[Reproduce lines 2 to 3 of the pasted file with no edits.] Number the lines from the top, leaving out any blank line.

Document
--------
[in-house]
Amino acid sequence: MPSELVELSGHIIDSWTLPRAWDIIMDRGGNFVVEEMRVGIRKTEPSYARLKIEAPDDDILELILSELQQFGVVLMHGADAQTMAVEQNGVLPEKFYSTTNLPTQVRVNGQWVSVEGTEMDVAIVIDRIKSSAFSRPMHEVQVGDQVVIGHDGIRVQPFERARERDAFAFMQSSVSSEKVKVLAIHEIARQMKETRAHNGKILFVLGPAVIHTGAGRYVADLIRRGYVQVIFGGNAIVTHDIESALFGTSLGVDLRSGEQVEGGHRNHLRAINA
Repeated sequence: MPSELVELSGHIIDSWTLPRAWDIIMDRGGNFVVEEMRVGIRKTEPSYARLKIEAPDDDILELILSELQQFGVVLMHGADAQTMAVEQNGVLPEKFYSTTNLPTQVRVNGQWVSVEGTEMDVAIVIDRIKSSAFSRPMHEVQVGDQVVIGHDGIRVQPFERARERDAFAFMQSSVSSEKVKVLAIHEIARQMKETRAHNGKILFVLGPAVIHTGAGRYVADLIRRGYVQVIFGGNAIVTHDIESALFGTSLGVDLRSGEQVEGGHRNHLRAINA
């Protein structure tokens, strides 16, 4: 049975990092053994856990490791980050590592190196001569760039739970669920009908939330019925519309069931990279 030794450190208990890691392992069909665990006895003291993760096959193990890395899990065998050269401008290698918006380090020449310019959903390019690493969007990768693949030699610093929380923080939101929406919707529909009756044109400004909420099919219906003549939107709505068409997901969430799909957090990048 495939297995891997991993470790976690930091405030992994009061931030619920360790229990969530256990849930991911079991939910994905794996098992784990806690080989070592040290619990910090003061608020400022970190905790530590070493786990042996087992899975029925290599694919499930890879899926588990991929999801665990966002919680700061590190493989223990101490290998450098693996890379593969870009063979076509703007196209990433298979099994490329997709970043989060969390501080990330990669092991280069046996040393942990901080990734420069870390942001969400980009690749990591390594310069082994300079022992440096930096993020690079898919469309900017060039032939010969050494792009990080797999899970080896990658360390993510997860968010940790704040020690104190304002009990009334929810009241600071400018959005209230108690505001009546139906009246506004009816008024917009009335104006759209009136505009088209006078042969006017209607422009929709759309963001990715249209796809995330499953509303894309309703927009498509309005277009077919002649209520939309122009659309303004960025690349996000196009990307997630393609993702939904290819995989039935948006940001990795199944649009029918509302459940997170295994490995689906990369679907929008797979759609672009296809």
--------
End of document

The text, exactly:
Amino acid sequence: MPSELVELSGHIIDSWTLPRAWDIIMDRGGNFVVEEMRVGIRKTEPSYARLKIEAPDDDILELILSELQQFGVVLMHGADAQTMAVEQNGVLPEKFYSTTNLPTQVRVNGQWVSVEGTEMDVAIVIDRIKSSAFSRPMHEVQVGDQVVIGHDGIRVQPFERARERDAFAFMQSSVSSEKVKVLAIHEIARQMKETRAHNGKILFVLGPAVIHTGAGRYVADLIRRGYVQVIFGGNAIVTHDIESALFGTSLGVDLRSGEQVEGGHRNHLRAINA
Repeated sequence: MPSELVELSGHIIDSWTLPRAWDIIMDRGGNFVVEEMRVGIRKTEPSYARLKIEAPDDDILELILSELQQFGVVLMHGADAQTMAVEQNGVLPEKFYSTTNLPTQVRVNGQWVSVEGTEMDVAIVIDRIKSSAFSRPMHEVQVGDQVVIGHDGIRVQPFERARERDAFAFMQSSVSSEKVKVLAIHEIARQMKETRAHNGKILFVLGPAVIHTGAGRYVADLIRRGYVQVIFGGNAIVTHDIESALFGTSLGVDLRSGEQVEGGHRNHLRAINA